Emerging influenza A virus (FLUAV) infections pose a considerable health threat to mankind. The molecular determinants governing increased virulence of emerging virus strains in humans are presently not well known. We propose to identify and study the essential viral and host factors that determine the outcome of infection. FLUAV enters the human respiratory tract and must replicate in the face of multiple innate immune defence mechanisms to establish infection in vivo. Successful viruses must adapt to intrinsic cellular restriction factors and evolve the capacity of circumventing the antiviral interferon (IFN) response, either by limiting IFN production or by blocking IFN actions.
We will test the hypothesis that the speed and efficiency by which a given virus circumvents these early host responses are critical determinants in its host range and pathogenicity. In this respect, the crucial role of the virus polymerase and its cellular interactors will be analysed. Likewise, the importance of the IFN-inducible Mx GTPase as a major anti-FLUAV effector molecule will be evaluated. Virus-induced inflammatory cytokines and chemokines exert powerful effects against FLUAV in lung epithelial cells.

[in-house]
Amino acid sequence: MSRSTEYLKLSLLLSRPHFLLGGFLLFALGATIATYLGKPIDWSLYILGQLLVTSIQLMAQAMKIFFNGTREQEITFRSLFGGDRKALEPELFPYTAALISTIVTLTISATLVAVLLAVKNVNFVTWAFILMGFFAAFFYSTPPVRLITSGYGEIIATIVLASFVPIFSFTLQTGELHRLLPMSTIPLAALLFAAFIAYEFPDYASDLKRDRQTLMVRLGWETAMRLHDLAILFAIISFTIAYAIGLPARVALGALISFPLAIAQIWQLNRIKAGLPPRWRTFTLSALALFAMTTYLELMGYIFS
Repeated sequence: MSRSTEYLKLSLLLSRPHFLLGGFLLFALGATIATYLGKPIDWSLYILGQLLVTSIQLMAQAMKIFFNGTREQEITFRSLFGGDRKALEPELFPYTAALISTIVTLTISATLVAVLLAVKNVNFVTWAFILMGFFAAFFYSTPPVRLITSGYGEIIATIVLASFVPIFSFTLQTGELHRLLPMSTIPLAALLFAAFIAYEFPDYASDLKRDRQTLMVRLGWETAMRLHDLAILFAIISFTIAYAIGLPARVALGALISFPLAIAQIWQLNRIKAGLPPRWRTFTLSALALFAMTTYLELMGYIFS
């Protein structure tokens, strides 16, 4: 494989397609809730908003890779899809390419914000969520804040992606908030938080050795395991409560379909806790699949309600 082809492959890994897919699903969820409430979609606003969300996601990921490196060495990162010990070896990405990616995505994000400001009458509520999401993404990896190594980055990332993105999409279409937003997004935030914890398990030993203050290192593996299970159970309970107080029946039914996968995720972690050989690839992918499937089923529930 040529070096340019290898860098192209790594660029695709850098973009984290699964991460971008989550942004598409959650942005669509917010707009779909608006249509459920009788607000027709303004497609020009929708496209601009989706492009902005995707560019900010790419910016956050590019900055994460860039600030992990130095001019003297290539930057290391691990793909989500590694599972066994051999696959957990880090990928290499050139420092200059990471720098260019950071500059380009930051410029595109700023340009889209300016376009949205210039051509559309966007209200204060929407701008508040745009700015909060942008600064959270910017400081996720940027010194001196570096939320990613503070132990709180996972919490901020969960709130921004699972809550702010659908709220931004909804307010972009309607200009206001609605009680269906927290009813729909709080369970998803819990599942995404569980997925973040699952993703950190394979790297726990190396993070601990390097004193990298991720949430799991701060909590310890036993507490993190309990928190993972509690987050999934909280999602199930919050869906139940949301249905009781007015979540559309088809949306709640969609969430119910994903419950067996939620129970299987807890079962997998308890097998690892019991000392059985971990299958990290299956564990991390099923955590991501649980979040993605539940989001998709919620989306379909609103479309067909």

However, they may be detrimental to the host, causing accelerated influenza pathogenesis in the human respiratory tract. We will analyse viral factors governing the innate antiviral cytokine response and determine the impact of these factors on virus growth, cell survival and pathogenicity. Human, avian and porcine FLUAV will be used in animal models and in cell culture systems, such as human airway epithelium. The present studies should generate important information that will help to better understand the processes involved in the emergence of lethal influenza viruses and to develop efficient control measures against these devastating pathogens.
Fields of science
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Funding SchemeSTREP - Specific Targeted Research Project